In the process, we assist one-planet compatibility by conserving resources for the future, mitigating the impacts of climate change by minimizing all of the environmental externalities that would otherwise occur in the production and distribution of that food, and freeing resources for other beneficial societal purposes (such as addressing root cause issues of hunger).

Civil society

In the outskirts of Barcelona, Spain, Fundació Espigoladors is a non-profit organisation that fights against food waste while empowering people at risk of social exclusion through a transformative, participative, inclusive, and sustainable approach.

Read more about Espigoladors

Espigoladors was founded in 2014 to address food waste, food insecurity, and social exclusion. The keystone of its business model is organizing gleanings, where volunteers gather fruits and vegetable crops that are not profitable for farmers to commercially harvest.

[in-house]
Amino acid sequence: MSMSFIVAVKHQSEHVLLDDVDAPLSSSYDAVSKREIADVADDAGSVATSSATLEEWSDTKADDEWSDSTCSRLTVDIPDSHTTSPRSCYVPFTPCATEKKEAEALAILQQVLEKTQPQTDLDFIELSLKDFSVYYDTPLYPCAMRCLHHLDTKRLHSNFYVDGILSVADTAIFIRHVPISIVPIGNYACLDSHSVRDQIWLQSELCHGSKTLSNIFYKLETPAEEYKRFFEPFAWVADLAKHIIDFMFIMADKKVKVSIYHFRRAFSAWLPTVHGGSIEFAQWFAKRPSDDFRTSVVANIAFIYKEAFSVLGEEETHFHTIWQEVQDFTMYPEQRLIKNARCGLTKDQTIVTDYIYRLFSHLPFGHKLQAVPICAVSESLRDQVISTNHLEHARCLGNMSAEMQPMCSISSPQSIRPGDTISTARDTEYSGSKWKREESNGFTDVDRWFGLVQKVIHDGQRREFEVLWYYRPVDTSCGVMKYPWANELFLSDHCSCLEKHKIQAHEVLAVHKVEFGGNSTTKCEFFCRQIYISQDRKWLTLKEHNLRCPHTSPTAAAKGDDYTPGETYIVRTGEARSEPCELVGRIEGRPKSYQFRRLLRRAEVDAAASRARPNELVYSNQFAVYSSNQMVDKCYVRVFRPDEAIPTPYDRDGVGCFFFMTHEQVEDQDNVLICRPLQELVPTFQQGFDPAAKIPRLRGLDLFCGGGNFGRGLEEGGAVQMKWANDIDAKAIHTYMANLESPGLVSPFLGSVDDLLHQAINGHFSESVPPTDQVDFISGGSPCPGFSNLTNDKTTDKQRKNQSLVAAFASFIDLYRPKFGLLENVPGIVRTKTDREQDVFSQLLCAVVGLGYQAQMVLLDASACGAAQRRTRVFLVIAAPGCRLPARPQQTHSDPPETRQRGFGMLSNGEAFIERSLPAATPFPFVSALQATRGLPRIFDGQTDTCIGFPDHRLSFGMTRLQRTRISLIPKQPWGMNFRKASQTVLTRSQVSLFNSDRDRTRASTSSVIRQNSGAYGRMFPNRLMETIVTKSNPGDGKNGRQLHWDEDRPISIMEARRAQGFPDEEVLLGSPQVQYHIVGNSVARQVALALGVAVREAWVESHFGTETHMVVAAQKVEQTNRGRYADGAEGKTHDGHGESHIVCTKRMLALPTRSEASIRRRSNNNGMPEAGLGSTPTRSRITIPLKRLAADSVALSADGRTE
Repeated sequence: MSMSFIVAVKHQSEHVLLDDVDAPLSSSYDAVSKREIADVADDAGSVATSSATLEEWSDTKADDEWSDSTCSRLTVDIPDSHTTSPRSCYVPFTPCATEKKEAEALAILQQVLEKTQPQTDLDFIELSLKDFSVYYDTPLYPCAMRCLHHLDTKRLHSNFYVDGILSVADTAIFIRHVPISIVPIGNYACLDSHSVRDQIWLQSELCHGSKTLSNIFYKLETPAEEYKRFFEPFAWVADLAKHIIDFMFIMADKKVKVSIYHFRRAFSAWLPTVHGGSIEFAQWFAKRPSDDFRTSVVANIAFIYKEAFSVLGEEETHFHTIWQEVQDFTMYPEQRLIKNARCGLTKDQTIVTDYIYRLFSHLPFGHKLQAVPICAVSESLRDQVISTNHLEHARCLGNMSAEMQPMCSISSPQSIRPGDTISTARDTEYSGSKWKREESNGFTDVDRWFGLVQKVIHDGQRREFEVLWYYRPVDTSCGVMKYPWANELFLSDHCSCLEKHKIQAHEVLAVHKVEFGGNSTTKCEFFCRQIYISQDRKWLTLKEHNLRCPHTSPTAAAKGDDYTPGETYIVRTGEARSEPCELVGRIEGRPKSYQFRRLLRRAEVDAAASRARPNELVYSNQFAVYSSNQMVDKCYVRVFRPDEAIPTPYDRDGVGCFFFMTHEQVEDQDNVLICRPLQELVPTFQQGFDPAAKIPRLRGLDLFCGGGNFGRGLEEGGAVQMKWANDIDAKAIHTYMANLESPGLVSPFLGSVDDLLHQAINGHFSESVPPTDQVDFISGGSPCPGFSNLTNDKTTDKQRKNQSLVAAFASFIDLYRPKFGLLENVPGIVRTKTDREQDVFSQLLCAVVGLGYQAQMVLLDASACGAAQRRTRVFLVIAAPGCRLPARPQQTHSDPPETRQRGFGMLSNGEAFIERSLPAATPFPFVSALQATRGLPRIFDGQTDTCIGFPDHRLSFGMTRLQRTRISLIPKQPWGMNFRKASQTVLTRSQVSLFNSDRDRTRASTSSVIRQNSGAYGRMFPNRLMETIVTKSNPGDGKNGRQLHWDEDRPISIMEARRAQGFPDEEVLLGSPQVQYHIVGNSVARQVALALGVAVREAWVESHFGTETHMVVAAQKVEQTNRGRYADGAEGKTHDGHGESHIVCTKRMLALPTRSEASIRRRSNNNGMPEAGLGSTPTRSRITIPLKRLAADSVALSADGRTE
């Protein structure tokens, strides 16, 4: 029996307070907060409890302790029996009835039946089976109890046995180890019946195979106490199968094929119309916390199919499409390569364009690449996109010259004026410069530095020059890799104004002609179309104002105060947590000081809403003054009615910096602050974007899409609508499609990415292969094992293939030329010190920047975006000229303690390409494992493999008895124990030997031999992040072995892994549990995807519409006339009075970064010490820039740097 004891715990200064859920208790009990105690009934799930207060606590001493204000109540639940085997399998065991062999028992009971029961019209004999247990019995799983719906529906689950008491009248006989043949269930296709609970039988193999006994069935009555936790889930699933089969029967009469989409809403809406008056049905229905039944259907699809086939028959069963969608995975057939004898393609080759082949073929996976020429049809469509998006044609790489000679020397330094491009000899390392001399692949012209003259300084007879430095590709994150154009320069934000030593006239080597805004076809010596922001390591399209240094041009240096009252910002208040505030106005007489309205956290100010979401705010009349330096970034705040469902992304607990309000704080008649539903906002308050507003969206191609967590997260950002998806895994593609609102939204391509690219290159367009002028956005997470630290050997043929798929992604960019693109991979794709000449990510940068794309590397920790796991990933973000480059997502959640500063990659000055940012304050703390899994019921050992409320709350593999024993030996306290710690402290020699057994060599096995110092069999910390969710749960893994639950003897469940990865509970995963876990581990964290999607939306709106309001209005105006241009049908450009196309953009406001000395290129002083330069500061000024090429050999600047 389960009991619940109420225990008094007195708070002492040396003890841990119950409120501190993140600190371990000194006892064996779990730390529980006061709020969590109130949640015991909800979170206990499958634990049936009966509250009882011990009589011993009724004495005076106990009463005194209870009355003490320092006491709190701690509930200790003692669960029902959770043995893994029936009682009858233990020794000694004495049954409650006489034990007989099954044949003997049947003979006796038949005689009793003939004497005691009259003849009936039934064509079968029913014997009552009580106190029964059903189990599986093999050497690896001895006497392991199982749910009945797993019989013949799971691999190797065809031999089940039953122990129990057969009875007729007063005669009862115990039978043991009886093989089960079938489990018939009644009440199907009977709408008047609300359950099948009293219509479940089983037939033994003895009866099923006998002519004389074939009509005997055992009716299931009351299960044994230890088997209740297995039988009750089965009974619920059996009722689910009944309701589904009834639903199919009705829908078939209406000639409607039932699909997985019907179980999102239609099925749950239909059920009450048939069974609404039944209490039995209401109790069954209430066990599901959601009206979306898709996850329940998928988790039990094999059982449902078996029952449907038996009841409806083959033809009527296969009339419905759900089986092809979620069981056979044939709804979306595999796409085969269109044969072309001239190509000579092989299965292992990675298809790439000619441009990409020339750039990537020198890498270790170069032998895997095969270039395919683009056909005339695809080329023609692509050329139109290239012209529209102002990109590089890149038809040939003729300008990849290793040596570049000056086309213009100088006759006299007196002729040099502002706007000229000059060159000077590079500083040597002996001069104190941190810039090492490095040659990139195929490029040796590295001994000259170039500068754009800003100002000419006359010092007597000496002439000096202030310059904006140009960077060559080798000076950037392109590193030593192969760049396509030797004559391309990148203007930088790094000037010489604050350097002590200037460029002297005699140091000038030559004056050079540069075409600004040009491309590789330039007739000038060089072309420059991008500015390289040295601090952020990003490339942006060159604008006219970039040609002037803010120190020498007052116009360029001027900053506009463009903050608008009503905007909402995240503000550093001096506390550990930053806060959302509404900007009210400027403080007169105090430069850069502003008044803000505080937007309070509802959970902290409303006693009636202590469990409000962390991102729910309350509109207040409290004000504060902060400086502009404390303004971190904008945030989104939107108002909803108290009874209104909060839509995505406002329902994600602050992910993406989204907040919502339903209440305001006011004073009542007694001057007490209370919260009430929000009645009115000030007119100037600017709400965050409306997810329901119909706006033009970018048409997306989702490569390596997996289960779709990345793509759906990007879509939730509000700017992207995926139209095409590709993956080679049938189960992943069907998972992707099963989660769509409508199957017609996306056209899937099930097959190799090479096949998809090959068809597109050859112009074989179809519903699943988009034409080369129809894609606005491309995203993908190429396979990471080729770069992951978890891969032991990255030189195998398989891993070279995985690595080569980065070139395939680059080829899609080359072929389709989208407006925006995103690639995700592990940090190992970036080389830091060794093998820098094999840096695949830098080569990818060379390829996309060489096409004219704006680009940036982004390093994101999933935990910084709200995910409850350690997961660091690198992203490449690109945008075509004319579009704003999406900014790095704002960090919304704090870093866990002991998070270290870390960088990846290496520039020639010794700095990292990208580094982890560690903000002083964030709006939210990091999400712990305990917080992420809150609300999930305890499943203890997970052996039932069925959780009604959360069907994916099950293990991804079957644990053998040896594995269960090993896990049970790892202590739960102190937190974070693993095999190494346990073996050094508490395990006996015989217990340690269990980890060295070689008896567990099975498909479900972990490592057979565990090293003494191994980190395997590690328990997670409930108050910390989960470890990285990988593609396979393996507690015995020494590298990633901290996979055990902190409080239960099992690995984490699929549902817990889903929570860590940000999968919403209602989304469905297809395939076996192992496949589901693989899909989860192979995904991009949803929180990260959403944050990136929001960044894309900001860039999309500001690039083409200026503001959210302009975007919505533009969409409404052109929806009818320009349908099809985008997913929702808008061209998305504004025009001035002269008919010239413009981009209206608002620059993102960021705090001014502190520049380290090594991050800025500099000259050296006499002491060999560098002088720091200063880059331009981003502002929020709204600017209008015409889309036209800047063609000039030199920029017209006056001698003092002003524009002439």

Since 2015, 1380 tonnes of food that wouldn’t fit the market’s standards for size, shape, and looks, were thus prevented from rotting in the fields. Each gleaning requires the farmer’s formal permission and scheduling agreement. Volunteers and their families can keep a small part for personal use. A significant share of the bounty is donated to local food banks. What remains is processed into veggie pâtés, sauces and jams by es im-perfect®, the social brand created by Espigoladors which supports 11 full-time jobs. Employees were hired among socially and economically vulnerable local residents, including members of the Roma community and immigrants from North Africa and South America. The organization also welcomes non-violent minor offenders who need to perform their court-mandated community-service.

To date, its operations have brought 115 farmers on board as well as many volunteers, preventing 875 tonnes of CO2 emissions from food waste, providing the equivalent of more than 4 million of meals, and saving 886 million liters of water.